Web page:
The state of Hawai‘i is developing management options to promote coral reef recovery from widespread bleaching events caused by warmer waters that threaten tourism, fisheries, and coastal protection from wind and waves. To address higher risks of flooding from heavy rainfall, local governments in southern Louisiana are pooling hazard reduction funds, and cities and states in the Northeast are investing in more resilient water, energy, and transportation infrastructure.

In Alaska, a tribal health organization is developing adaptation strategies to address physical and mental health challenges driven by climate change and other environmental changes.

As Midwestern farmers adopt new management strategies to reduce erosion and nutrient losses caused by heavier rains, forest managers in the Northwest are developing adaptation strategies in response to wildfire increases that affect human health, water resources, timber production, fish and wildlife, and recreation.

After extensive hurricane damage fueled in part by a warmer atmosphere and warmer, higher seas, communities in Texas are considering ways to rebuild more resilient infrastructure. In the U.S. Caribbean, governments are developing new frameworks for storm recovery based on lessons learned from the 2017 hurricane season.

Climate-related risks will continue to grow without additional action. Decisions made today determine risk exposure for current and future generations and will either broaden or limit options to reduce the negative consequences of climate change. While Americans are responding in ways that can bolster resilience and improve livelihoods, neither global efforts to mitigate the causes of climate change nor regional efforts to adapt to the impacts currently approach the scales needed to avoid substantial damages to the U.S. economy, environment, and human health and well-being over the coming decades...

NPR: New U.S. Fourth National Climate Assessment Forecasts Dire Effects On Economy, Health

Residences leveled by the Camp Fire line a cul-de-sac in Paradise, Calif., earlier this month. A massive federal report says climate change is contributing to larger wildfires as well as other deadly extreme weather.

The Trump administration released this major climate assessment on Black Friday, November 23, 2018, the day after Thanksgiving. The culmination of years of research by the country's top climate scientists, is well over 1,000 pages and touches on a daunting range of topics.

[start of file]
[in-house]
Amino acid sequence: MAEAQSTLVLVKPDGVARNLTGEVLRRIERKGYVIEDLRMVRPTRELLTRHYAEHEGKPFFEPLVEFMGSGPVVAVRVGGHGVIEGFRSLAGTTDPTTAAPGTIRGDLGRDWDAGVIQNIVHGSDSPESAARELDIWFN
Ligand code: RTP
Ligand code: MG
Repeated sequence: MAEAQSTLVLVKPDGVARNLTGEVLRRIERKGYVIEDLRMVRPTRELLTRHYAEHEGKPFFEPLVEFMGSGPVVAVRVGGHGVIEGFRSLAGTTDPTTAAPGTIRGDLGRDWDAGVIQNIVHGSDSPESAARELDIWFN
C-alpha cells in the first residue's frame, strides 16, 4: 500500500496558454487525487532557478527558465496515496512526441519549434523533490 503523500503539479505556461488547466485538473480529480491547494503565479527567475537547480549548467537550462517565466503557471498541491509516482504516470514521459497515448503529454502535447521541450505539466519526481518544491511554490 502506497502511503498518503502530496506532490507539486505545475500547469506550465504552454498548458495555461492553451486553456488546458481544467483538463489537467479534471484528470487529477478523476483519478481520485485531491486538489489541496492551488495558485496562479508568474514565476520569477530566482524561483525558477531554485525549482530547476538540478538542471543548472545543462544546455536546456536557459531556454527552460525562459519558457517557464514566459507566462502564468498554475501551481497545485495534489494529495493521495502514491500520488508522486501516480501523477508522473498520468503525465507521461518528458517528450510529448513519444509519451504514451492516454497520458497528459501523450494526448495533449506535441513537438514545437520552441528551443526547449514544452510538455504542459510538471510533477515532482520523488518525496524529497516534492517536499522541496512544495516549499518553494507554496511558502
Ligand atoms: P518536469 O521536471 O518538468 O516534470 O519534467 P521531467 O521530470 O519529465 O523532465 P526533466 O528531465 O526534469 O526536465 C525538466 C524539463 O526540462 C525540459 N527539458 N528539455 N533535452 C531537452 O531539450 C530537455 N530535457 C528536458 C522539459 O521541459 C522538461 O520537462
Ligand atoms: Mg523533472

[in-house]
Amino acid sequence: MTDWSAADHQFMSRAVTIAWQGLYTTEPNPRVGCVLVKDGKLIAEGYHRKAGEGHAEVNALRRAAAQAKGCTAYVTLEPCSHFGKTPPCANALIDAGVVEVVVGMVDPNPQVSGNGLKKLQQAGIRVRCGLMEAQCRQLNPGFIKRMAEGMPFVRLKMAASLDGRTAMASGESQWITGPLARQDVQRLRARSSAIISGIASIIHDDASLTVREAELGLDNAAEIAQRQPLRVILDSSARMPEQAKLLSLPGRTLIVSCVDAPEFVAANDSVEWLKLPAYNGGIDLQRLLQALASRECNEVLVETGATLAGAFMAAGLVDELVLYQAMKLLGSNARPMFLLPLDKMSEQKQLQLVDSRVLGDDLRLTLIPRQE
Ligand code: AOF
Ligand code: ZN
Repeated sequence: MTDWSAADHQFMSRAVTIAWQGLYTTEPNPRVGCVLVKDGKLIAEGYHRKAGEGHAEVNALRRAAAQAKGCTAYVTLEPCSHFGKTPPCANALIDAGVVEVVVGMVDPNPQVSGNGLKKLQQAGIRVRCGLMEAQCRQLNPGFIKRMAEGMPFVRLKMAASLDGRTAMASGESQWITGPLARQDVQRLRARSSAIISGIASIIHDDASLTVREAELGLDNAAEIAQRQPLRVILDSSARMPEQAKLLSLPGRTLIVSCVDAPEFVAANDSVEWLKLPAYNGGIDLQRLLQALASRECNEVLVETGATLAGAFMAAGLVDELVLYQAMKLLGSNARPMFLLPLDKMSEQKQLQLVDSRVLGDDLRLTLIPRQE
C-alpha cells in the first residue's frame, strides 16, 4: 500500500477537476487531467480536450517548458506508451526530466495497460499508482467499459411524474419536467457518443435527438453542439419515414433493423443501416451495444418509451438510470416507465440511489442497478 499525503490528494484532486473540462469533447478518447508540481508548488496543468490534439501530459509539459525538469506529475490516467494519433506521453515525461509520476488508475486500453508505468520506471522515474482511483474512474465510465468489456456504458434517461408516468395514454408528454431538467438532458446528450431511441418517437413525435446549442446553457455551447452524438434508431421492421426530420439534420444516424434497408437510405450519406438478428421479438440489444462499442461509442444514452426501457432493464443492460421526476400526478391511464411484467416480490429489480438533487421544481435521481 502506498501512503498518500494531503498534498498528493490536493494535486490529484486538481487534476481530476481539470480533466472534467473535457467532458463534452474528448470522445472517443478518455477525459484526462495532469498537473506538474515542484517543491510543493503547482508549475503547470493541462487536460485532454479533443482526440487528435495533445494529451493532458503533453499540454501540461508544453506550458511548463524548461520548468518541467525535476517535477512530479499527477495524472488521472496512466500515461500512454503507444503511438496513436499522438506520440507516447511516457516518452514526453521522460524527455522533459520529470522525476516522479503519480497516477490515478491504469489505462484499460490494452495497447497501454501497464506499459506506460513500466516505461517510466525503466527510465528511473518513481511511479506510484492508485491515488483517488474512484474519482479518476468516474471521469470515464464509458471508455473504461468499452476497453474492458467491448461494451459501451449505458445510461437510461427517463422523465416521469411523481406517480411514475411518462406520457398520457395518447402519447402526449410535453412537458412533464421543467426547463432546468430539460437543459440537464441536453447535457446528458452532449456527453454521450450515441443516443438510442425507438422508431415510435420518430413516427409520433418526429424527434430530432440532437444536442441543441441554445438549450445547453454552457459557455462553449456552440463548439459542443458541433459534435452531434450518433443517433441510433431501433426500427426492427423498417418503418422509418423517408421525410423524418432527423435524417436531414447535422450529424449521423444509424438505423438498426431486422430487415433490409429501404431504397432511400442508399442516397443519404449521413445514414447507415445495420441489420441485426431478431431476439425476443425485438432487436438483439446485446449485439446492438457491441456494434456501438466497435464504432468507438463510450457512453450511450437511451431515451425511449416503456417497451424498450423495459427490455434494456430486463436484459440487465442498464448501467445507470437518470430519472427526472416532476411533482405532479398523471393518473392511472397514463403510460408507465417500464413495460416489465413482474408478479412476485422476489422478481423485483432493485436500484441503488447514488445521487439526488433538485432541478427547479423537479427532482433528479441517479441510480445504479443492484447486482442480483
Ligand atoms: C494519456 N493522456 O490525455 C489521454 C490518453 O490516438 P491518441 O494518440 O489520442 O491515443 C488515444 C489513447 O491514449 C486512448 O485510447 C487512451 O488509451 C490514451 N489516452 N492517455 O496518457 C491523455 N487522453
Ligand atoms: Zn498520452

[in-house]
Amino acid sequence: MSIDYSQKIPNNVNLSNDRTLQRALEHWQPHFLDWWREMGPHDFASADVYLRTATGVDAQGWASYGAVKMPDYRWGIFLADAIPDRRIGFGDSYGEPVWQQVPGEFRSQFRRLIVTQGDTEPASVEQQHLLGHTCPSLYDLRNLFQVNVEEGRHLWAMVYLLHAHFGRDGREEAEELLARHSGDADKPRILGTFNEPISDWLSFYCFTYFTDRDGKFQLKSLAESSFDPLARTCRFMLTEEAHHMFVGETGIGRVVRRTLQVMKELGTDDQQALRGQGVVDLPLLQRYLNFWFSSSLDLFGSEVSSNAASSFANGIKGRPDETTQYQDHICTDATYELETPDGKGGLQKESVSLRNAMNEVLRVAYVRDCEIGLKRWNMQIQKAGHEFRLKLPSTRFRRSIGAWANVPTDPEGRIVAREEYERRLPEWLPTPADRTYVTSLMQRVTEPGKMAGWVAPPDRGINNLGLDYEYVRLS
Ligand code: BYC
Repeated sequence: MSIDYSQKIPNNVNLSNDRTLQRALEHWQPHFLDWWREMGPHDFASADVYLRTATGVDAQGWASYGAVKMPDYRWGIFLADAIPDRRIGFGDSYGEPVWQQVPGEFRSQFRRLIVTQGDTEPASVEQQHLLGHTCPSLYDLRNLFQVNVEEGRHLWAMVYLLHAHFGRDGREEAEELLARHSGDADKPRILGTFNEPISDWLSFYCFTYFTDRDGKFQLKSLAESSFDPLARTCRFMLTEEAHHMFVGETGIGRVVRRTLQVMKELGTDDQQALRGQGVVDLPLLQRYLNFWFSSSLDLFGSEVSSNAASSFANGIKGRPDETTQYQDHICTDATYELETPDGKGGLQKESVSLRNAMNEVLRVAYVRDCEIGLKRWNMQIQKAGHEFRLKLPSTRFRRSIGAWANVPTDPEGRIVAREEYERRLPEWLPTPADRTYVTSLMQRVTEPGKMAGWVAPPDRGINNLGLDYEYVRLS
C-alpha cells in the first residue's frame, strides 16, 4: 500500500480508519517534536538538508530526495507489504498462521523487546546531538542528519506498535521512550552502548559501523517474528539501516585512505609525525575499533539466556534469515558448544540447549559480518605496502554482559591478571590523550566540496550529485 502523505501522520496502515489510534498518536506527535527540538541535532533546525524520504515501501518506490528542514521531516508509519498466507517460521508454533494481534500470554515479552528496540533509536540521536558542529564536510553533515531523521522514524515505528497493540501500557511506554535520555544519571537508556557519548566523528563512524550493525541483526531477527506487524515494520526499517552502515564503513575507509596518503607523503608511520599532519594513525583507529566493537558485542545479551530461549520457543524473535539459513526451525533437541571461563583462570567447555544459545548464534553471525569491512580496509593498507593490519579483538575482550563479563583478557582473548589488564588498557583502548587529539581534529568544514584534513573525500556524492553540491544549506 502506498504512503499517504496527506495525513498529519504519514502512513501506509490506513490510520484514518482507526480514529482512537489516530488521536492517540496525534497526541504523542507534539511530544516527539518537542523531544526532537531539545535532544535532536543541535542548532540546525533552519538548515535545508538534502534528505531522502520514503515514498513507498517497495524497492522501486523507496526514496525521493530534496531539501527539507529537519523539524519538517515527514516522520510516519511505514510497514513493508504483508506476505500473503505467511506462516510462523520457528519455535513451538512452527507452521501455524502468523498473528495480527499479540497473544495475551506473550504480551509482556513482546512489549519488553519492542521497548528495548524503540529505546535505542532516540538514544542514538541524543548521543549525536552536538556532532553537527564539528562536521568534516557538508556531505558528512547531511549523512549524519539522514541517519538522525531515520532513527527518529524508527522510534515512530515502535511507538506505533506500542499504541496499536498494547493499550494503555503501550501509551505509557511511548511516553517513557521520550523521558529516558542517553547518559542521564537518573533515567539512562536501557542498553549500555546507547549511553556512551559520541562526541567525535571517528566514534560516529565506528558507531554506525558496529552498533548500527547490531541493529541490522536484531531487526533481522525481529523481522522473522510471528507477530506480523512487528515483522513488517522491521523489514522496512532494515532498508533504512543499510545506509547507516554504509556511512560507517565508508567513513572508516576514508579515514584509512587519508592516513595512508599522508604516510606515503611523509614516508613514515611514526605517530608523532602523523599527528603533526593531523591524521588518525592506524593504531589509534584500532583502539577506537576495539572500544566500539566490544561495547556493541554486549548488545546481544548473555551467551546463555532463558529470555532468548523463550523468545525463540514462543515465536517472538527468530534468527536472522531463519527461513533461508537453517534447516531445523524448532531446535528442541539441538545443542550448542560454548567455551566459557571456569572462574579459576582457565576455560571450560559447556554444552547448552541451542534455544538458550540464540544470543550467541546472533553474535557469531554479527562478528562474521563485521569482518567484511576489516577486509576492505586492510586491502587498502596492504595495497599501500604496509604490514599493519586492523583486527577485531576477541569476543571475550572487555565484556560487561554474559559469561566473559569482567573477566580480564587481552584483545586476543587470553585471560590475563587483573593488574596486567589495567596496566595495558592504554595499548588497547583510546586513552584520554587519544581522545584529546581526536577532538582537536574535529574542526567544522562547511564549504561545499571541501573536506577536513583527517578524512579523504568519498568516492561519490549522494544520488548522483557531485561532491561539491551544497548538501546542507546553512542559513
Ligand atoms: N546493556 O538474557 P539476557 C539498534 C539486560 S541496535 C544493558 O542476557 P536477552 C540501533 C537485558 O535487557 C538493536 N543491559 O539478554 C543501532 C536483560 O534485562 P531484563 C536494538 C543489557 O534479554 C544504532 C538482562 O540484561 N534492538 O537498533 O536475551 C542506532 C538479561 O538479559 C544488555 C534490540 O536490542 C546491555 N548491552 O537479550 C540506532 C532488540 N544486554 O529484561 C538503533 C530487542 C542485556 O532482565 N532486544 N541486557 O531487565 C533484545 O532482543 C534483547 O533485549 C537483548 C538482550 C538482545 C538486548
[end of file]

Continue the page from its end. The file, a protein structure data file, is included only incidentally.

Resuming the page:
President Trump said Monday that he has read parts of it. "It's fine," he told reporters at the White House, although he said he doesn't believe the report's assessment that climate change will cause devastating economic impacts for the U.S.

Climate Change Is Already Hurting U.S. Communities, Federal Report Says

The report is required by Congress every four years and is issued by 13 federal agencies and the U.S. Global Change Research Program. This one marks the most detailed and blunt assessment yet of the dangers of unchecked global warming.

"Climate change is happening here and now," co-author Katherine Hayhoe of Texas Tech University told Weekend Edition Saturday. "It is affecting all of us no matter where we live. And the more climate changes, the more serious and even more dangerous the impacts will become."

Climate change will be expensive

Some parts of the U.S. economy could suffer hundreds of billions of dollars in annual losses by the end of the century unless global greenhouse gas emissions are substantially reduced, the report finds. Already, there's the impact of increasingly frequent and intense extreme weather events. The report notes that large wildfires are more frequent and that the areas burned by lightning-ignited fires are "expected to increase by at least 30 percent by 2060." The costs for fighting fires and forest management are on the rise (see chart).

But there are other, less obvious risks.

Although California and other Western states have made headlines for deadly fires, the report says the southeastern U.S. is also projected to suffer more wildfires.

Increasing rain and humidity could cause agricultural productivity to fall in the Midwest, and warming oceans will hurt fisheries. Along the coasts, more severe flooding threatens billions of dollars' worth of property and infrastructure, which in turn "could affect the economic stability of local governments, businesses, and the broader economy."

Climate change threatens Americans' health

Again, the rise of extreme events like wildfires, floods and storm surges poses the most immediate danger to public health and well-being. The report finds that with continued warming, heat-related deaths will increase.

The warming climate and more frequent and intense rain might also expand the range of ticks and mosquitoes, exposing more people to diseases like West Nile, dengue fever, chikungunya and Lyme.

Climate change could also worsen harmful ozone levels and air pollution. That could send more people to the hospital for aggravated asthma and respiratory or cardiovascular problems and could even increase premature deaths. As with so many climate impacts, the report notes that those most at risk include children, the elderly and low-income communities.